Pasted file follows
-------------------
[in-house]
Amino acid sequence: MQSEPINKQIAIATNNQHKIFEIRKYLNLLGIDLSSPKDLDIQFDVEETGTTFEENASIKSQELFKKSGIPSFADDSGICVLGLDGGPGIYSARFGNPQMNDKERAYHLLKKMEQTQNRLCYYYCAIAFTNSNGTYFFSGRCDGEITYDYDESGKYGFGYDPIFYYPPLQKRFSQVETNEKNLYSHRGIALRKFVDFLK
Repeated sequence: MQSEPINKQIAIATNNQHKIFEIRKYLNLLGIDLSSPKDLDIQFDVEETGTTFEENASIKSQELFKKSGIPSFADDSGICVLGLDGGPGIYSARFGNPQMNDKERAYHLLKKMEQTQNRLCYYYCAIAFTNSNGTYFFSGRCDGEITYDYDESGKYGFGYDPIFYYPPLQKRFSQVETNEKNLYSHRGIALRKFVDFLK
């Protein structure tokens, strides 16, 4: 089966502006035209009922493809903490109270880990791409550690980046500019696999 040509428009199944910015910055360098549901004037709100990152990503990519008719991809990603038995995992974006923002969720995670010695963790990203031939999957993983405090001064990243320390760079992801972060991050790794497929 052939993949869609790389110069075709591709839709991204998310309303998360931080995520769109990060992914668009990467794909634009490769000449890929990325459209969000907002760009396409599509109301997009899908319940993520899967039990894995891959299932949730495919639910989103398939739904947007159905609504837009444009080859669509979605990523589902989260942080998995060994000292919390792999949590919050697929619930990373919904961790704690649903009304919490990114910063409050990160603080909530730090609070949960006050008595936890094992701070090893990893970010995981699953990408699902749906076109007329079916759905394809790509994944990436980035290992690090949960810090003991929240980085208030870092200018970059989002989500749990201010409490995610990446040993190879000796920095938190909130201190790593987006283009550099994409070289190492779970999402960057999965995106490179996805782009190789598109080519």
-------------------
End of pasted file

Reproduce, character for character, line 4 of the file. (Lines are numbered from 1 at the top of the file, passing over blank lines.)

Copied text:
């Protein structure tokens, strides 16, 4: 089966502006035209009922493809903490109270880990791409550690980046500019696999 040509428009199944910015910055360098549901004037709100990152990503990519008719991809990603038995995992974006923002969720995670010695963790990203031939999957993983405090001064990243320390760079992801972060991050790794497929 052939993949869609790389110069075709591709839709991204998310309303998360931080995520769109990060992914668009990467794909634009490769000449890929990325459209969000907002760009396409599509109301997009899908319940993520899967039990894995891959299932949730495919639910989103398939739904947007159905609504837009444009080859669509979605990523589902989260942080998995060994000292919390792999949590919050697929619930990373919904961790704690649903009304919490990114910063409050990160603080909530730090609070949960006050008595936890094992701070090893990893970010995981699953990408699902749906076109007329079916759905394809790509994944990436980035290992690090949960810090003991929240980085208030870092200018970059989002989500749990201010409490995610990446040993190879000796920095938190909130201190790593987006283009550099994409070289190492779970999402960057999965995106490179996805782009190789598109080519």